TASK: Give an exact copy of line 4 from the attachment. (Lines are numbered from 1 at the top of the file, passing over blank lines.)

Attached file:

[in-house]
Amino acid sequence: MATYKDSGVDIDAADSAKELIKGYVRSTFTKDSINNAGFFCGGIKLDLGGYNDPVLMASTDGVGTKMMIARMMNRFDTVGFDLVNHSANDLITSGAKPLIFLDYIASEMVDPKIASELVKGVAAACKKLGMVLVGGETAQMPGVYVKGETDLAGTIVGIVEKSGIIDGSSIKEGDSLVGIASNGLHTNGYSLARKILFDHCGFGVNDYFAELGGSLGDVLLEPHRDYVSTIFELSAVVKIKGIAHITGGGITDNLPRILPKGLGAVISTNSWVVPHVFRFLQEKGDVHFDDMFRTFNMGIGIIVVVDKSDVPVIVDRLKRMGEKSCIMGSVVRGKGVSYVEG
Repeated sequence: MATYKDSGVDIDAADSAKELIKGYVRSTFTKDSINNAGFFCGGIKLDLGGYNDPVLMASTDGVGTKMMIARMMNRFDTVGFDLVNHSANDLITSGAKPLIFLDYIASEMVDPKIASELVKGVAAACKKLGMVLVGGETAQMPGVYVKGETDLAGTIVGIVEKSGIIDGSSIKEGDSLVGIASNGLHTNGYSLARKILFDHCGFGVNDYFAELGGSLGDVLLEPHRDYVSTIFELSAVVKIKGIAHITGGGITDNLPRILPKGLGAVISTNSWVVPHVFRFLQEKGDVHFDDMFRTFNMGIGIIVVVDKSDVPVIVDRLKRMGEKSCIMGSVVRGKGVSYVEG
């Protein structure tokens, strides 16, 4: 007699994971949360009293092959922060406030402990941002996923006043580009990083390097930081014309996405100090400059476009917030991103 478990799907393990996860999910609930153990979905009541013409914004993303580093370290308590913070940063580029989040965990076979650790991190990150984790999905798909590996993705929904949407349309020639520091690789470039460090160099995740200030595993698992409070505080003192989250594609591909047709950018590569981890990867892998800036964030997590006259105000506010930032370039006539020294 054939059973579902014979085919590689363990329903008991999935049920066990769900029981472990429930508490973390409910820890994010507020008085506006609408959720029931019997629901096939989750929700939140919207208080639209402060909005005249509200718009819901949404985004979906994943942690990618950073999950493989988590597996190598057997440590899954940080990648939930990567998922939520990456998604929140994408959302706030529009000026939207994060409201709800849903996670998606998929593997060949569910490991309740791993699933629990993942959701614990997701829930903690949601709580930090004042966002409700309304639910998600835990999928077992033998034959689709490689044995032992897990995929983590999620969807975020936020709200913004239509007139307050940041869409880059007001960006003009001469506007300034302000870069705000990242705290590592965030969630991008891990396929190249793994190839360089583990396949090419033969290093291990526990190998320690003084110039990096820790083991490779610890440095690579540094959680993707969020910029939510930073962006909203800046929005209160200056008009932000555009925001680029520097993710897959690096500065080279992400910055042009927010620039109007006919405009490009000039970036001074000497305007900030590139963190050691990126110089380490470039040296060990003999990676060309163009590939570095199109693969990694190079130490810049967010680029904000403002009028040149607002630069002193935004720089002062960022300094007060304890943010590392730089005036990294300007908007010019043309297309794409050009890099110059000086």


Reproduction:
């Protein structure tokens, strides 16, 4: 007699994971949360009293092959922060406030402990941002996923006043580009990083390097930081014309996405100090400059476009917030991103 478990799907393990996860999910609930153990979905009541013409914004993303580093370290308590913070940063580029989040965990076979650790991190990150984790999905798909590996993705929904949407349309020639520091690789470039460090160099995740200030595993698992409070505080003192989250594609591909047709950018590569981890990867892998800036964030997590006259105000506010930032370039006539020294 054939059973579902014979085919590689363990329903008991999935049920066990769900029981472990429930508490973390409910820890994010507020008085506006609408959720029931019997629901096939989750929700939140919207208080639209402060909005005249509200718009819901949404985004979906994943942690990618950073999950493989988590597996190598057997440590899954940080990648939930990567998922939520990456998604929140994408959302706030529009000026939207994060409201709800849903996670998606998929593997060949569910490991309740791993699933629990993942959701614990997701829930903690949601709580930090004042966002409700309304639910998600835990999928077992033998034959689709490689044995032992897990995929983590999620969807975020936020709200913004239509007139307050940041869409880059007001960006003009001469506007300034302000870069705000990242705290590592965030969630991008891990396929190249793994190839360089583990396949090419033969290093291990526990190998320690003084110039990096820790083991490779610890440095690579540094959680993707969020910029939510930073962006909203800046929005209160200056008009932000555009925001680029520097993710897959690096500065080279992400910055042009927010620039109007006919405009490009000039970036001074000497305007900030590139963190050691990126110089380490470039040296060990003999990676060309163009590939570095199109693969990694190079130490810049967010680029904000403002009028040149607002630069002193935004720089002062960022300094007060304890943010590392730089005036990294300007908007010019043309297309794409050009890099110059000086």